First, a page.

In the third blog reflecting on the observations of our #JusticeSolutions tour of New Zealand, Jesuit Social Services’ General Manager – Justice Programs DANIEL CLEMENTS reflects on his visit to Kapiti Youth Services and the service’s person-centered, strength-based approach to the health and support needs of young people.

Day two of our #JusticeSolutions tour started with a short drive up the coast from Wellington to Paraparaumo to meet with staff from Kapiti Youth Services – a place-based primary health provider and support service working with young people aged 10-24 in the Kapiti coast community.

Kapita Youth Services.

CEO Raechel Osborne explained that the service has grown from its origins as a small primary health service to now offer a suite of programs in response to the health and support needs of young people in local communities.

However, what hasn’t changed is its core focus on the young person and a young person-centered, strength-based approach to the work.

Programs include medical and nursing services with clinical psychology, counselling, alcohol and drug services, social work, mentoring, parenting and peer support programs. The services are delivered by staff who share a common philosophy grounded in positive youth development and strengths based approaches, irrespective of their particular discipline or modality.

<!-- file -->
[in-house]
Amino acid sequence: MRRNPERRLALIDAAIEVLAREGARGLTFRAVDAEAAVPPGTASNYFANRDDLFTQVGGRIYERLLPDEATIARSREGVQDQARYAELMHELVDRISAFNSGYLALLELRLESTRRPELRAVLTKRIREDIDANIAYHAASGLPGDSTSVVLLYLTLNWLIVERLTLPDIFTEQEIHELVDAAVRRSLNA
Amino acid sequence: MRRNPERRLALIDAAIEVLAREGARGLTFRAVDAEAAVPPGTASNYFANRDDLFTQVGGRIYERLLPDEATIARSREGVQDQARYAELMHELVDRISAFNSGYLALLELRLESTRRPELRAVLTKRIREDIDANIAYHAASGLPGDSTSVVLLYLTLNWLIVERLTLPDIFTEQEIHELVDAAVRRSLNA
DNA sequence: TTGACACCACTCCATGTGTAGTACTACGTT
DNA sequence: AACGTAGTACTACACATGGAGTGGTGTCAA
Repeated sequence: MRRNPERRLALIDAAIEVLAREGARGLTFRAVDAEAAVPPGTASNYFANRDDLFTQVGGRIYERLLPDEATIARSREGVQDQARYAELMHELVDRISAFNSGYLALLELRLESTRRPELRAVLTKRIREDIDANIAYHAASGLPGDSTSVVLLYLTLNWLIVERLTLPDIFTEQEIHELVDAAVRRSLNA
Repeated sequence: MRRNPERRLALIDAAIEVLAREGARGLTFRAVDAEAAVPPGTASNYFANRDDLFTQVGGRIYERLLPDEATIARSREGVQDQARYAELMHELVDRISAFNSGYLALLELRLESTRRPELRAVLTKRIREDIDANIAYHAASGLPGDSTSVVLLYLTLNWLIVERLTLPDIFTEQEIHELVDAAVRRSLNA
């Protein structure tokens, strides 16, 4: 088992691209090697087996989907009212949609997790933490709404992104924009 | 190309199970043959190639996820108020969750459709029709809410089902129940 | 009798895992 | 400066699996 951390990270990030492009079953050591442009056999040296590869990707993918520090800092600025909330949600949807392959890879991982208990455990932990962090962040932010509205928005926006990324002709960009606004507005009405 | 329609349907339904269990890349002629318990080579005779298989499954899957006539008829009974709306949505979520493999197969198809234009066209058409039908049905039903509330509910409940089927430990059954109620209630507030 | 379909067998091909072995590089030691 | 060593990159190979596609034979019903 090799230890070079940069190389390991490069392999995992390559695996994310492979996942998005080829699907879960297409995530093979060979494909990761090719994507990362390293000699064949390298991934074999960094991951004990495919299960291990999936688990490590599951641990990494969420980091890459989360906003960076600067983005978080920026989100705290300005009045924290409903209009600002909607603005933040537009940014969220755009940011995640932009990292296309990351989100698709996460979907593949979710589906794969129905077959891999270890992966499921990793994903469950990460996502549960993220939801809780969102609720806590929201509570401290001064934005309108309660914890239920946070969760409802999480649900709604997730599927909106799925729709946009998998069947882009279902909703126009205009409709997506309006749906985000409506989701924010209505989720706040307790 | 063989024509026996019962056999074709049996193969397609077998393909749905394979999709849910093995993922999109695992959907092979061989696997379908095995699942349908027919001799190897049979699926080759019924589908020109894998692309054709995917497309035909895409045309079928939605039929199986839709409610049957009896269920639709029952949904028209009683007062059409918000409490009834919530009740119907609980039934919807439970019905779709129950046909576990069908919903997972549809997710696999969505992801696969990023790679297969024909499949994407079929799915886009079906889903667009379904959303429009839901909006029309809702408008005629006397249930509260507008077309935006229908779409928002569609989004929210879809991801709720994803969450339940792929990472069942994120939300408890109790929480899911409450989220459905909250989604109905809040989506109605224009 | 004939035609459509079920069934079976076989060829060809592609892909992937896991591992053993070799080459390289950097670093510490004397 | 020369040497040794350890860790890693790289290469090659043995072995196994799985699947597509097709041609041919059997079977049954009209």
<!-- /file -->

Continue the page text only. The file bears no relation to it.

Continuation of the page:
Rachael described a framework for their work that focuses on key domains, all part of what she referred to as “the universal truths for human wellbeing”. This philosophy is embedded in the way staff relate to young people, and guides the structure and organization of KYS services.

Central to Kapiti’s approach is the use of sophisticated outcome measurement and case management tools that enable them to track real time the efficacy of an intervention and their work, to be able to report back on outcomes and adapt interventions in response to the changing needs of a young person.

Their work has seen them expand to locate programs and staff in schools – cognizant that keeping children and young people in learning environments is critical to their long term wellbeing.

Through our tour of the bright and welcoming facilities we were welcomed by staff who enthusiastically spoke to the work they do and the young people who engage with their programs.